Go ahead… make my day.
Almost a year has passed since Microsoft unleashed the Xbox One, and outside of a flurry at launch there haven’t been a ton of noteworthy exclusives to hit the console. That’s changing, though, as hot on the heels of the excellent Forza Horizons 2 comes Sunset Overdrive from Insomniac Games — best known for its work on long-running PlayStation series, Ratchet & Clank and Resistance. So how does the new collaboration work out? Let’s start grinding (and bouncing) and find out.
With all due respect to the shooting, traversing Sunset City in increasingly stylish fashion is probably the biggest allure of Sunset Overdrive, and Insomniac has done a very good job of making what looks like a complex set of movements on the screen rather simple to execute. Pressing “A” jumps, and “X” allows you to grind rails or run along the sides of walls. Add the right bumper as a booster, and you’re pretty well set to start making your way across the open world.
Don’t confuse the word “simple” with easy, however, as it definitely takes some time to get comfortable with chaining jumps and grinds, transitioning from wire to rails to air vents to buildings and so on. So, if at first you find yourself falling off objects, playing the game like a traditional shooter and wondering what’s special about it, just keep at it. When it clicks, it clicks, and once it does Sunset Overdrive’s fun factor gets cranked up to 11.
Shooting elements are actually fairly simplified, which includes a forgiving aiming reticule, and you’re not asked to pull off headshots while cruising around 20 feet above the action. Holding down the left trigger slows things down a bit, but the game’s leniency is appreciated nonetheless. Instead of looking for precision, the focus is on creating explosive chaos by expanding, augmenting and unleashing your arsenal, often in completely absurd ways.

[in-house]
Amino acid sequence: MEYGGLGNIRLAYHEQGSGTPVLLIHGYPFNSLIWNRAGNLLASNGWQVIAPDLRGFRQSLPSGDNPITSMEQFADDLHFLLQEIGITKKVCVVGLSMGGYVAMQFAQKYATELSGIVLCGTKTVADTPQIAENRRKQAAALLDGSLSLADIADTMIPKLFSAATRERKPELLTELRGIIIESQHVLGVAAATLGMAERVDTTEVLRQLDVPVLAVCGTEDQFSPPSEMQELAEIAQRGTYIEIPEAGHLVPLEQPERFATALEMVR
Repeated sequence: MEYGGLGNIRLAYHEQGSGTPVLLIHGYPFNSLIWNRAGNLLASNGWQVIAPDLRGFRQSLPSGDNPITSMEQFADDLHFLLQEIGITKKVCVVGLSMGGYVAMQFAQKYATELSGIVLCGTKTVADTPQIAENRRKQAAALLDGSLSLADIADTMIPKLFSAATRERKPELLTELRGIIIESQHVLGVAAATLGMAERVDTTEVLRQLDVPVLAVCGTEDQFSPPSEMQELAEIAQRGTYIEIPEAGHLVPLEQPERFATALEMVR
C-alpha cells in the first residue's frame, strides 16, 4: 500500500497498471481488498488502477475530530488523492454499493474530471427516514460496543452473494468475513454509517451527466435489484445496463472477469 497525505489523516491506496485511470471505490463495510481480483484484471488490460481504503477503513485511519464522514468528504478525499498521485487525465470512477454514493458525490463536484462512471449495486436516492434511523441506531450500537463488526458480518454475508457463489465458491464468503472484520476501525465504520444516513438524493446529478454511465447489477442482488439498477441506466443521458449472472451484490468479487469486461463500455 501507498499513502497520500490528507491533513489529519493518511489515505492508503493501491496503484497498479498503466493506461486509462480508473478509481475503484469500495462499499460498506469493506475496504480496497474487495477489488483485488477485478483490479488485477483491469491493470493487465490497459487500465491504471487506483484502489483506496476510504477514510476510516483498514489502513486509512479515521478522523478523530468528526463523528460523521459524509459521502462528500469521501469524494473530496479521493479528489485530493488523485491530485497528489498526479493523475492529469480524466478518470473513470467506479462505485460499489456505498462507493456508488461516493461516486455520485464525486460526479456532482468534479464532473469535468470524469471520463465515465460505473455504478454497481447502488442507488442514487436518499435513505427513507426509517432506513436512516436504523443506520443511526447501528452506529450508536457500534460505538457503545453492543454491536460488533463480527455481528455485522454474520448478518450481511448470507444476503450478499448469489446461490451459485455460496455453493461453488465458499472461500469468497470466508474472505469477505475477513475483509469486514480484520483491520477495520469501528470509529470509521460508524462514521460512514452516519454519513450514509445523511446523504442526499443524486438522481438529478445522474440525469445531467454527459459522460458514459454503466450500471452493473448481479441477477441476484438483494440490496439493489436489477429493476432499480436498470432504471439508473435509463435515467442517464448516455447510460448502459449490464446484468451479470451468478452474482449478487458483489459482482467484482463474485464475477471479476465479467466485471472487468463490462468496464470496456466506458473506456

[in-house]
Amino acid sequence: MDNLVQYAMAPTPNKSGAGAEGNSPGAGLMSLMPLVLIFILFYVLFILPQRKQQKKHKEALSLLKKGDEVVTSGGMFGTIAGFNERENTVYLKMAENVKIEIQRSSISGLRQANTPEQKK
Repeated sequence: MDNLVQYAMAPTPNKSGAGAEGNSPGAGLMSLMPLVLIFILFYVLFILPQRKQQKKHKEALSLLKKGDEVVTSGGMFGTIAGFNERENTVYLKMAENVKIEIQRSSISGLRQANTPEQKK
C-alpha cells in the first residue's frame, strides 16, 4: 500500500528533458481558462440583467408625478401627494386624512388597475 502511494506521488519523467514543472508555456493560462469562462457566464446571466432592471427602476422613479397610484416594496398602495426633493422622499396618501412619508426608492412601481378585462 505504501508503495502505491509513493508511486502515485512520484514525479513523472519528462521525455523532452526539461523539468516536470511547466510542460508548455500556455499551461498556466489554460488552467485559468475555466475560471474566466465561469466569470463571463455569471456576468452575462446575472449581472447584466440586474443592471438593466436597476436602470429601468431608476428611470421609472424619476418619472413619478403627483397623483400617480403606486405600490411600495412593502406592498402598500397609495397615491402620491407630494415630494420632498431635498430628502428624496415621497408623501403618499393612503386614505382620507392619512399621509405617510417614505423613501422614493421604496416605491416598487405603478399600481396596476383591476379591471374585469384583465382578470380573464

Outside of the aforementioned learning curve, the only issue of note is occasional troubles with the camera. This generally occurs when scaling larger structures and can cause some confusion, which typically plays out as awkward missed jumps or aborted grind sessions. It’s enough to annoy here and there, but that’s the extent of the damage.
Considering that it was built for next gen, Sunset Overdrive is a little uneven graphically. The character customization would’ve been at home on the Xbox 360 with items fitting and flowing awkwardly — these aren’t Destiny-caliber capes, folks — and unnatural looking hairdos/facial hair. The world of Sunset City fares better, though, with lots of interesting little touches and a strong overall design that allows you to cover massive amounts of terrain with speed and, of course, style.
Where the game truly excels is with its animations, making all those leaps, flips and grinds come across as smooth and effortless. Weapon effects are also first rate, and it’s borderline miraculous that even with explosions, fire, acid, electricity and dozens of enemies all filling the screen, that the frame rate remains steady. It’s something that can get almost dizzying in multiplayer, when up to eight players are all defending one area.